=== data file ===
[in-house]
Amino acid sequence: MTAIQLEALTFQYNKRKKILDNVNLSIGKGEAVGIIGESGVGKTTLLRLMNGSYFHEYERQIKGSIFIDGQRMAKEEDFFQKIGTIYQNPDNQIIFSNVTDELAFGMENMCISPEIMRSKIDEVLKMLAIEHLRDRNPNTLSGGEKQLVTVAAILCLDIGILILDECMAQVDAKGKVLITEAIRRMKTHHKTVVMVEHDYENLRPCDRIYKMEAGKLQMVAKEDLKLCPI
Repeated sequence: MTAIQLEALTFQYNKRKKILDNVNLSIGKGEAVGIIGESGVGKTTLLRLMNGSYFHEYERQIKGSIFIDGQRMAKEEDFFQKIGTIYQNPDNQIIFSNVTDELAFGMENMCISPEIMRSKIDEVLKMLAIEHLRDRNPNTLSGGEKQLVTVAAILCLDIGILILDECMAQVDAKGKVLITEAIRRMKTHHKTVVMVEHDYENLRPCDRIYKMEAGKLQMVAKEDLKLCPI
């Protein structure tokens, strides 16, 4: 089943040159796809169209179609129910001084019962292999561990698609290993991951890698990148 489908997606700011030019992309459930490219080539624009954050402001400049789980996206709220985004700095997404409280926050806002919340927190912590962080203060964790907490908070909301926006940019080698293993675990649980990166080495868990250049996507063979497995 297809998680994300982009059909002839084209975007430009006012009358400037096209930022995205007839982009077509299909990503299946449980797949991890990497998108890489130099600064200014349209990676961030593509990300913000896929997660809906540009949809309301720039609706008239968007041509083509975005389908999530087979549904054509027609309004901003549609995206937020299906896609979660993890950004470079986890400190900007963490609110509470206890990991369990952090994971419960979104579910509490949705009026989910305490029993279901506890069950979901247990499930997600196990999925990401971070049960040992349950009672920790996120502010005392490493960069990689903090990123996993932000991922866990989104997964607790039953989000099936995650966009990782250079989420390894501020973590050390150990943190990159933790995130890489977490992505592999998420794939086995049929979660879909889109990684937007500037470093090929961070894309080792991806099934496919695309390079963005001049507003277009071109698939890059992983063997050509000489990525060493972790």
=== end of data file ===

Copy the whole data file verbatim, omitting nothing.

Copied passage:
[in-house]
Amino acid sequence: MTAIQLEALTFQYNKRKKILDNVNLSIGKGEAVGIIGESGVGKTTLLRLMNGSYFHEYERQIKGSIFIDGQRMAKEEDFFQKIGTIYQNPDNQIIFSNVTDELAFGMENMCISPEIMRSKIDEVLKMLAIEHLRDRNPNTLSGGEKQLVTVAAILCLDIGILILDECMAQVDAKGKVLITEAIRRMKTHHKTVVMVEHDYENLRPCDRIYKMEAGKLQMVAKEDLKLCPI
Repeated sequence: MTAIQLEALTFQYNKRKKILDNVNLSIGKGEAVGIIGESGVGKTTLLRLMNGSYFHEYERQIKGSIFIDGQRMAKEEDFFQKIGTIYQNPDNQIIFSNVTDELAFGMENMCISPEIMRSKIDEVLKMLAIEHLRDRNPNTLSGGEKQLVTVAAILCLDIGILILDECMAQVDAKGKVLITEAIRRMKTHHKTVVMVEHDYENLRPCDRIYKMEAGKLQMVAKEDLKLCPI
């Protein structure tokens, strides 16, 4: 089943040159796809169209179609129910001084019962292999561990698609290993991951890698990148 489908997606700011030019992309459930490219080539624009954050402001400049789980996206709220985004700095997404409280926050806002919340927190912590962080203060964790907490908070909301926006940019080698293993675990649980990166080495868990250049996507063979497995 297809998680994300982009059909002839084209975007430009006012009358400037096209930022995205007839982009077509299909990503299946449980797949991890990497998108890489130099600064200014349209990676961030593509990300913000896929997660809906540009949809309301720039609706008239968007041509083509975005389908999530087979549904054509027609309004901003549609995206937020299906896609979660993890950004470079986890400190900007963490609110509470206890990991369990952090994971419960979104579910509490949705009026989910305490029993279901506890069950979901247990499930997600196990999925990401971070049960040992349950009672920790996120502010005392490493960069990689903090990123996993932000991922866990989104997964607790039953989000099936995650966009990782250079989420390894501020973590050390150990943190990159933790995130890489977490992505592999998420794939086995049929979660879909889109990684937007500037470093090929961070894309080792991806099934496919695309390079963005001049507003277009071109698939890059992983063997050509000489990525060493972790």